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The sky is still the limit in Ireland's new era of women's rugby

Jenny Murphy is still finding her feet at outside centre, but could find a winner’s medal around her neck this weekend.

LIKE MOST OF her team-mates, Ireland centre Jenny Murphy is happy to admit that there is plenty still to learn about her role within the game.

“I have big boots to fill,” she says with a piercing gaze and a quick tribute to the midfield partnership of Lynne Cantwell and Grace Davitt who called time on their international careers after Ireland’s run to fourth at last year’s World Cup.

Philip Doyle with Jenny Murphy, Lynne Cantwell and Niamh Briggs after the game Murphy reacts to the World Cup exit with Lynne Cantwell and Philip Doyle. Source: Dan Sheridan/INPHO

The Belvo woman most often found herself challenging Davitt for the job of making hard yards at inside centre. With two midfield slots to fill however, head coach Tom Tierney opted to use Murphy’s experience and athleticism in the notoriously difficult 13 channel.

“Getting the 13 jersey has been a steep learning curve for me,” admits Murphy, ”but I think I am learning a lot and getting better as the tournament progresses. Hopefully I will finish on a high against Scotland and we can come away with some silverware.”

Alison Miller and Jenny Murphy celebrate Source: Dan Sheridan/INPHO

The selection of Murphy is also another strand to a trend around world rugby where  hard-carrying gainline breakers are being used at outside centre rather than in the traditional crash-ball hub at 12. Leinster are moving that way with Ben T’eo, Australia have Tevita Kuridrani and France have Mathieu Bastareaud. More often than not Murphy is focused on her own actions and her own game, but she’s willing to compliment that by taking pointers from wherever she can to make the switch.

I was looking a lot at what, defensively, I could work on. You have to be a lot more accurate with your defence. You can’t fly up as much. A lot of the time you have to be communicating and talking a lot.

“Attacking-wise, you get a lot more space so it is good to run on to the ball and get a few yards for the team. There is a lot more open ground, which is great. Other 13s tend to be smaller so, for me, it is good to run up against these smaller players, to be honest.

“It is good, enjoyable and I am happy to be there. I need to look at more Kuridrani to get tips off him.”

Murphy is fully aware that she is one of the lucky ones in this hard-won bright new era in women’s rugby. The Kildare native is contracted by the IRFU to compete for the Sevens squad while also acting as a SkySports-funded athlete mentor. She lets out a proud smile as she terms herself one of the first semi-professional players in Irish women’s rugby.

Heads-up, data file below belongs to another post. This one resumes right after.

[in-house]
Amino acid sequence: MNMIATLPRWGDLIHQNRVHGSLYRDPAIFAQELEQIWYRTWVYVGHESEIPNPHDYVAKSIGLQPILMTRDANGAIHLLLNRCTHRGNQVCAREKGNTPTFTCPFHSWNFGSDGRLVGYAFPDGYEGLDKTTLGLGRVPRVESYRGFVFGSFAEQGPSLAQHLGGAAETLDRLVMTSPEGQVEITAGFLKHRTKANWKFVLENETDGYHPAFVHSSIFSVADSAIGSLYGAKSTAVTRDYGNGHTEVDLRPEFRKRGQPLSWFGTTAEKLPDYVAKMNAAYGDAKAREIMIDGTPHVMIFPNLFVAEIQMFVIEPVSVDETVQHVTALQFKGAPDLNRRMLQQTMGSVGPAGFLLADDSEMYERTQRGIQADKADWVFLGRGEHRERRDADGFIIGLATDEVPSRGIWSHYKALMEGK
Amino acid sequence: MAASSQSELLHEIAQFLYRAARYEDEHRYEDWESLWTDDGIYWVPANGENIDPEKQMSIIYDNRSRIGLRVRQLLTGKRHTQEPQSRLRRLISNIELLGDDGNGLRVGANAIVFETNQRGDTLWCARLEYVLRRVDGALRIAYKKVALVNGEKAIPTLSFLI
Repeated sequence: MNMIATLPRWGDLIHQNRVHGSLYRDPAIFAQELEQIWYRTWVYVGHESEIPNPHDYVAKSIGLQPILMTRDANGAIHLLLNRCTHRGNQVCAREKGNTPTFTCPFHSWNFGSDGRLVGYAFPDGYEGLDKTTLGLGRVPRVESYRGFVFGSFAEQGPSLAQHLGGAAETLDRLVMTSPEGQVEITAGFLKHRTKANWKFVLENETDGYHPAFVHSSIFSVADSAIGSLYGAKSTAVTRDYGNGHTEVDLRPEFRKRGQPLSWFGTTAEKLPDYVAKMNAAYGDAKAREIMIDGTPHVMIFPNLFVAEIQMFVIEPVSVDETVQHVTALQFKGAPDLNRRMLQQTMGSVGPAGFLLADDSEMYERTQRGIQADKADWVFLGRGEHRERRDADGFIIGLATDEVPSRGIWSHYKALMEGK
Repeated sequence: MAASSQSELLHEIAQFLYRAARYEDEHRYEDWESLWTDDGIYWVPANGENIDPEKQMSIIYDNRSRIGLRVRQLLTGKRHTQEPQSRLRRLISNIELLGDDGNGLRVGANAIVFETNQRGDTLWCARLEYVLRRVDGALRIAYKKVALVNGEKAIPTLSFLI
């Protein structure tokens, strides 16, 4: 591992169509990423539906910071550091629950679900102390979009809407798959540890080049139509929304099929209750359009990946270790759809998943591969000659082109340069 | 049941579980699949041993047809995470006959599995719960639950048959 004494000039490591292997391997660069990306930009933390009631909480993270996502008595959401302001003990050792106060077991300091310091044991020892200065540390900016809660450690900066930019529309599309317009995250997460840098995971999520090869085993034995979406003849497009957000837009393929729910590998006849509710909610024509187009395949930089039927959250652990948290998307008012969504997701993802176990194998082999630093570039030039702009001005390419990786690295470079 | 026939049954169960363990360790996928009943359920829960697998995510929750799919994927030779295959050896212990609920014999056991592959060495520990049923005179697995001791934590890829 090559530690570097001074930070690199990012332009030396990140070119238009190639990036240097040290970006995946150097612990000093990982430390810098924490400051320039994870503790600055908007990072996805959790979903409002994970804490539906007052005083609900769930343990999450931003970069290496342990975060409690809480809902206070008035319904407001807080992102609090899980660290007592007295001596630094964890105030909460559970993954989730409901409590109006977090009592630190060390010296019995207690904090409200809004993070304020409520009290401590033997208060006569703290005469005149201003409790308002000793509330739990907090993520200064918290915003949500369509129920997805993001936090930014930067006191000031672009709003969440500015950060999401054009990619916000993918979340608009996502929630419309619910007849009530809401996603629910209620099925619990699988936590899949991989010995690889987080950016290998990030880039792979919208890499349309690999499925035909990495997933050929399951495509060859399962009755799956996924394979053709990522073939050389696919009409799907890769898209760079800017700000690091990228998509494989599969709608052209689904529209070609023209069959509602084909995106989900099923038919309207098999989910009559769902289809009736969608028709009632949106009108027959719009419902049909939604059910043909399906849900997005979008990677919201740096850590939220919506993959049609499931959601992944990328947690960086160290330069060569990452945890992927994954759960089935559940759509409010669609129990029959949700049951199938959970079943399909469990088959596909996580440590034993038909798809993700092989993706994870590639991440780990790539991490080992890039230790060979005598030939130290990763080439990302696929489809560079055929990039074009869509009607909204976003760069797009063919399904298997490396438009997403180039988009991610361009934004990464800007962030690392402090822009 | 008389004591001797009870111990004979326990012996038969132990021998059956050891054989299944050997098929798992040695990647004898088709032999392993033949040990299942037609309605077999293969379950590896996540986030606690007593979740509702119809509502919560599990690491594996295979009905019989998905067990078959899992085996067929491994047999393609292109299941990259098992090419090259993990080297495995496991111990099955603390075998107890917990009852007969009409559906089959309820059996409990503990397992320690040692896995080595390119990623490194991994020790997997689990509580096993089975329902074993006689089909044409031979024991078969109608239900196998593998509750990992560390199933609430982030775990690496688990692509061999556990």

“I hadn’t really thought of that, but it is kind of cool. I still have a day job as well, to keep me out of mischief.”

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Jenny Murphy Murphy belts out the Irish anthem before the lights went out against France. Source: Dan Sheridan/INPHO

With contracts also funded for head coach Tom Tierney and director of rugby Anthony Eddy now, the female game is evidently being heard at last in the boardrooms. And that can only bring more improvement, Murphy believes.

“I think the sky is the limit with women’s rugby. It is one of the fastest growing sports in the world and is growing massively with Ireland too.

“I don’t think it will get to the level that the men are [at], and that is absolutely fine. Even to be semi-professional or get a bit more [financial] help, it would make an awful lot of difference because it does take – even for a lot of the girls at club level and Leinster – commitment. The amount of training that they do and the amount of work that they miss, it does mean it would be help.

For the game, too, it would be massive, in terms of increasing professional standards. We are already getting that now, through strength and conditioning, management and a lot of other stuff.

“We are getting faster and stronger; that means it is getting more exciting. All the teams. That has made for an exciting Six Nations and more people wanting to come out and watch.

“With that growing support, not just from the media but from fans and players alike, it increases the interest in the game. Professionalism will help but I’m not sure how far it would bring. It would be fantastic and brilliant but, I think it will be down the road a bit.”

Jenny Murphy Source: Cathal Noonan/INPHO

Of much more immediate importance to Murphy and her team-mates is this weekend’s Six Nations finale. Ireland sit second in the Championship table, 20 points worse off than leaders France. Les Blues, however, must emulate Ireland in defeating the World Champions England. And Tierney’s charges will know exactly what margin of victory is required when they wake up in Scotland on Sunday morning. A medal would be a decent way to remember your first campaign as a starting centre.

“To win a Six Nations at all would be fantastic, Especially coming off what some people would say was a successful World Cup. But, the way that we went out, I think that will always be bitter with me.

“It would be fantastic for some of the older players to maybe redeem ourselves in the public eye. For these younger players to experience success… it is great to get into that habit of winning all the time.

“When you are not used to losing, you want it to happen less and less. It only bodes well for the future of Irish Women’s rugby.”

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About the author:

Sean Farrell

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